63%Working with the public
Greeting or serving customers, clients or guests, and public speaking or performing.
63%Scheduling work and activities
Working out the timing of events, programs, and activities, as well as the work of others.
61%Keeping your knowledge up-to-date
Keeping up-to-date with technology and new ideas.
60%Making decisions and solving problems
Using information to work out the best solution and solve problems.
59%Working with computers
Using computers to program, write software, set up functions, enter data, or process information.
56%Coming up with systems and processes
Deciding on goals and figuring out what you need to do to achieve them.
55%Researching and investigating
Looking for, getting and understanding different kinds of information.
54%Estimating amounts, costs and resources
Working out sizes, distances, amounts, time, costs, resources, or materials needed for a task.
49%Looking for changes over time
Comparing objects, actions, or events. Looking for differences between them or changes over time.
47%Coordinating the work of a team
Getting members of a group to work together to finish a task.
Convincing people to buy something or to change their minds or actions.
46%Explaining things to people
Helping people to understand and use information.
41%Documenting or recording information
Entering, transcribing, recording, storing, or maintaining information in written or electronic/magnetic form.
34%Leading and encouraging a team
Encouraging and building trust, respect, and cooperation among team members.
Interests and demands
Learn about the daily activities, and physical and social demands faced by workers. Explore the values and work styles that workers rate as most important.
Interests are the style or type of work we prefer to do. All interest areas are shown below.
Starting up and carrying out projects. Leading people and making many decisions. Sometimes require risk taking and often deal with business.
Working with forms, designs and patterns. Often need self-expression and can be done without following rules.
Following set procedures and routines. Working with numbers and details more than with ideas, usually following rules.
Working with people. Helping or providing service to others.
Ideas and thinking. Searching for facts and figuring out problems in your head.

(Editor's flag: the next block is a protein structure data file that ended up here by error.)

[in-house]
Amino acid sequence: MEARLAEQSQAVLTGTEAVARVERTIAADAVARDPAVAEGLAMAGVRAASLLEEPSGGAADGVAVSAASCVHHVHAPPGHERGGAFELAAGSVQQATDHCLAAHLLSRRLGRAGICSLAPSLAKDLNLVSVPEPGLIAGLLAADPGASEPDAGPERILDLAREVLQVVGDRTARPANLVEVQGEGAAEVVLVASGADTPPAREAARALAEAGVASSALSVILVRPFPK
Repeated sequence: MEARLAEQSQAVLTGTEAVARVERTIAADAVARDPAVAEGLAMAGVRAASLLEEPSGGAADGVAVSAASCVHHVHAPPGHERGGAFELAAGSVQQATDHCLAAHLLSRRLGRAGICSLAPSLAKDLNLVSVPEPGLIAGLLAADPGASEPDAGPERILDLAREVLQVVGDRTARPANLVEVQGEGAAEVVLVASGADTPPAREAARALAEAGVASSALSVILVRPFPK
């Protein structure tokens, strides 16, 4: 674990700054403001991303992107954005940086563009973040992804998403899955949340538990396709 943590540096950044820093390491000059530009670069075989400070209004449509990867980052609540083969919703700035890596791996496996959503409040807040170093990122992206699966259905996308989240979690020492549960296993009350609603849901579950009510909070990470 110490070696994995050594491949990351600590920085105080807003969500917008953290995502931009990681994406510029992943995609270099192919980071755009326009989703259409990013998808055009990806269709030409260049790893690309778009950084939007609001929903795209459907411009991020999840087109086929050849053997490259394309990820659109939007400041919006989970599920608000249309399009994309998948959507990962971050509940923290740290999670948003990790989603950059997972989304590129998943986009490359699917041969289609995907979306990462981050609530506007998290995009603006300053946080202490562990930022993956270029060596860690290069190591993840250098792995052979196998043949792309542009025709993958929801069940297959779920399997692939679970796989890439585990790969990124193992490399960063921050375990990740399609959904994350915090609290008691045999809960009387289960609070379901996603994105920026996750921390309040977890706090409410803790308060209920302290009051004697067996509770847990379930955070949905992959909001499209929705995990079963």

Practical, hands-on work. Often with plants and animals, or materials like wood, tools, and machinery.
Results oriented. Workers are able to use their strongest abilities, giving them a feeling of accomplishment.
Work alone and make decisions. Workers are able to try out their own ideas, make decisions on their own, and work with little or no supervision.
Advancement and the potential to lead. Workers are recognised for the work that they do, they may give directions and instructions to others, and they are looked up to in their company and their community.
Job security and good working conditions. There is usually a steady flow of interesting work, and the pay and conditions are generally good.
Serve and work with others. Workers usually get along well with each other, do things to help other people, and are rarely pressured to do things that go against their sense of right and wrong.
Supportive management that stands behind employees. Workers are treated fairly by their company, they are supported by management, and have supervisors who train them well.
Use electronic mail.
Talk on the telephone.
97%Indoors, heat controlled
Work indoors with access to heating or cooling.
Work to strict deadlines.
93%Contact with people
Have contact with people by telephone, face-to-face, or any other way.
Talk with people face-to-face.
Have freedom to decide on tasks, priorities, and goals.
85%Spend time sitting
Spend time sitting at work.
83%Freedom to make decisions
Have freedom to make decision on your own.
83%Impact of decisions
Make decisions that have a large impact on other people.
82%Lead or coordinate a team
Lead others to do work activities.
81%Frequent decision making
Frequently make decisions that impact other people.
Work with people in a group or team.
80%Being exact or accurate
Be very exact or highly accurate.
78%Contact with the public
Work with customers or the public.
74%Responsible for outcomes
Take responsibility for the results of other people's work.
70%Letters and memos
Write letters and memos.
Compete with others, or be aware of competitive pressures.
62%Repeating same tasks
Repeat the same tasks or activities (e.g., key entry) over and over, without stopping.
Deal with conflict or disagreements.
O*NET is a trademark of the U.S. Department of Labor, Employment and Training Administration.
The skills and importance ratings on this page are derived from the US Department of Labor O*NET Database Version 21.2, 11-2011.00 - Advertising and Promotions Managers.